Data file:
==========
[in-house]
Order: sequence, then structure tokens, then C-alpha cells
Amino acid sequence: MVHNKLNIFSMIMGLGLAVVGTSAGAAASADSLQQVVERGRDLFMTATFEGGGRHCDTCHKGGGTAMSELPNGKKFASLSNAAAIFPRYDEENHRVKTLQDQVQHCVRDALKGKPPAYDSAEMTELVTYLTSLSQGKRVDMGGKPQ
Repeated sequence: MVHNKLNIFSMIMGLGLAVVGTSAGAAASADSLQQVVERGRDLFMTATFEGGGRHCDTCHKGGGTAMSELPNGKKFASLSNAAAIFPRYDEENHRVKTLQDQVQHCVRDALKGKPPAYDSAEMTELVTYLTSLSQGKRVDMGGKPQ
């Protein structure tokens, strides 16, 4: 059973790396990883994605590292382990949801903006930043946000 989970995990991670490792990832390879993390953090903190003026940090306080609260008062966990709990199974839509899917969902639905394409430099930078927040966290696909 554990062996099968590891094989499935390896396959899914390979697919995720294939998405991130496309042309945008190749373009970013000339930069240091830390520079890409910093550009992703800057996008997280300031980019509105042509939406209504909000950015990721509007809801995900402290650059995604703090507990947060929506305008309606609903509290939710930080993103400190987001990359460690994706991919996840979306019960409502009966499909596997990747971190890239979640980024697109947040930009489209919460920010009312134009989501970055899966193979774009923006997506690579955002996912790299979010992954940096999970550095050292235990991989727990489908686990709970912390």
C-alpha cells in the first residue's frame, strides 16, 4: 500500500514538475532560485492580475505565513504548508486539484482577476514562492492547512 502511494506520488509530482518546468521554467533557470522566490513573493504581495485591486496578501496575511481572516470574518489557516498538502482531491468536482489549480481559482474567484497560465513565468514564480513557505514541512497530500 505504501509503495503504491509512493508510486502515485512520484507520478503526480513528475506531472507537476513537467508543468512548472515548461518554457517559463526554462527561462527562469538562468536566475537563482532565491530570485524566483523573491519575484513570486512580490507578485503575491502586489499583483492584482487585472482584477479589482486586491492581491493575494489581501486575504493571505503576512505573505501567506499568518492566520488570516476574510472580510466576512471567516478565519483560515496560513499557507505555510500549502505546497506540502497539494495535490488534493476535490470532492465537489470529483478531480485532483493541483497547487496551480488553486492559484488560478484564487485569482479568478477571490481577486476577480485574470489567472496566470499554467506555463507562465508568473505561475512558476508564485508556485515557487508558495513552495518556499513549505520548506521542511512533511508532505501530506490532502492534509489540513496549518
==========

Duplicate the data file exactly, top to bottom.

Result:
[in-house]
Order: sequence, then structure tokens, then C-alpha cells
Amino acid sequence: MVHNKLNIFSMIMGLGLAVVGTSAGAAASADSLQQVVERGRDLFMTATFEGGGRHCDTCHKGGGTAMSELPNGKKFASLSNAAAIFPRYDEENHRVKTLQDQVQHCVRDALKGKPPAYDSAEMTELVTYLTSLSQGKRVDMGGKPQ
Repeated sequence: MVHNKLNIFSMIMGLGLAVVGTSAGAAASADSLQQVVERGRDLFMTATFEGGGRHCDTCHKGGGTAMSELPNGKKFASLSNAAAIFPRYDEENHRVKTLQDQVQHCVRDALKGKPPAYDSAEMTELVTYLTSLSQGKRVDMGGKPQ
């Protein structure tokens, strides 16, 4: 059973790396990883994605590292382990949801903006930043946000 989970995990991670490792990832390879993390953090903190003026940090306080609260008062966990709990199974839509899917969902639905394409430099930078927040966290696909 554990062996099968590891094989499935390896396959899914390979697919995720294939998405991130496309042309945008190749373009970013000339930069240091830390520079890409910093550009992703800057996008997280300031980019509105042509939406209504909000950015990721509007809801995900402290650059995604703090507990947060929506305008309606609903509290939710930080993103400190987001990359460690994706991919996840979306019960409502009966499909596997990747971190890239979640980024697109947040930009489209919460920010009312134009989501970055899966193979774009923006997506690579955002996912790299979010992954940096999970550095050292235990991989727990489908686990709970912390």
C-alpha cells in the first residue's frame, strides 16, 4: 500500500514538475532560485492580475505565513504548508486539484482577476514562492492547512 502511494506520488509530482518546468521554467533557470522566490513573493504581495485591486496578501496575511481572516470574518489557516498538502482531491468536482489549480481559482474567484497560465513565468514564480513557505514541512497530500 505504501509503495503504491509512493508510486502515485512520484507520478503526480513528475506531472507537476513537467508543468512548472515548461518554457517559463526554462527561462527562469538562468536566475537563482532565491530570485524566483523573491519575484513570486512580490507578485503575491502586489499583483492584482487585472482584477479589482486586491492581491493575494489581501486575504493571505503576512505573505501567506499568518492566520488570516476574510472580510466576512471567516478565519483560515496560513499557507505555510500549502505546497506540502497539494495535490488534493476535490470532492465537489470529483478531480485532483493541483497547487496551480488553486492559484488560478484564487485569482479568478477571490481577486476577480485574470489567472496566470499554467506555463507562465508568473505561475512558476508564485508556485515557487508558495513552495518556499513549505520548506521542511512533511508532505501530506490532502492534509489540513496549518